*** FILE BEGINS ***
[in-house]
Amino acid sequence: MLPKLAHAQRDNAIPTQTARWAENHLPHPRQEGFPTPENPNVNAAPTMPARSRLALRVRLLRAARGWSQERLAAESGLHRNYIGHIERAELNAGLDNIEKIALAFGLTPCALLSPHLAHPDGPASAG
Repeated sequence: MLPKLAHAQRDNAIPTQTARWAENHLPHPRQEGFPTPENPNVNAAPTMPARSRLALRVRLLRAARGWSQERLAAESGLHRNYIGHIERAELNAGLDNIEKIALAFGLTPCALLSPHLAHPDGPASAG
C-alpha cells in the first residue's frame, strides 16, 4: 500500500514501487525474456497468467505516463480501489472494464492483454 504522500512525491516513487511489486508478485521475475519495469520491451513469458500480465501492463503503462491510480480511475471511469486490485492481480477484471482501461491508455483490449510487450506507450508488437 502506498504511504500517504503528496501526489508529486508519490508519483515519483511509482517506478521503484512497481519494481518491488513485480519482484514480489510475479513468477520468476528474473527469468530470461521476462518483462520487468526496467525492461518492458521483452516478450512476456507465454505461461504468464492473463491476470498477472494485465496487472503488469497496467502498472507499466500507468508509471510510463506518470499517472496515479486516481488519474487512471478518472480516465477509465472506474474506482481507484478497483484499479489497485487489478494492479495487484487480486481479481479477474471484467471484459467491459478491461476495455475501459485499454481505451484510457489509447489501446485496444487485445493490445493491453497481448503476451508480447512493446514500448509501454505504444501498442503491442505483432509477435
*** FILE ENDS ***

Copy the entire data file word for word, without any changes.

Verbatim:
[in-house]
Amino acid sequence: MLPKLAHAQRDNAIPTQTARWAENHLPHPRQEGFPTPENPNVNAAPTMPARSRLALRVRLLRAARGWSQERLAAESGLHRNYIGHIERAELNAGLDNIEKIALAFGLTPCALLSPHLAHPDGPASAG
Repeated sequence: MLPKLAHAQRDNAIPTQTARWAENHLPHPRQEGFPTPENPNVNAAPTMPARSRLALRVRLLRAARGWSQERLAAESGLHRNYIGHIERAELNAGLDNIEKIALAFGLTPCALLSPHLAHPDGPASAG
C-alpha cells in the first residue's frame, strides 16, 4: 500500500514501487525474456497468467505516463480501489472494464492483454 504522500512525491516513487511489486508478485521475475519495469520491451513469458500480465501492463503503462491510480480511475471511469486490485492481480477484471482501461491508455483490449510487450506507450508488437 502506498504511504500517504503528496501526489508529486508519490508519483515519483511509482517506478521503484512497481519494481518491488513485480519482484514480489510475479513468477520468476528474473527469468530470461521476462518483462520487468526496467525492461518492458521483452516478450512476456507465454505461461504468464492473463491476470498477472494485465496487472503488469497496467502498472507499466500507468508509471510510463506518470499517472496515479486516481488519474487512471478518472480516465477509465472506474474506482481507484478497483484499479489497485487489478494492479495487484487480486481479481479477474471484467471484459467491459478491461476495455475501459485499454481505451484510457489509447489501446485496444487485445493490445493491453497481448503476451508480447512493446514500448509501454505504444501498442503491442505483432509477435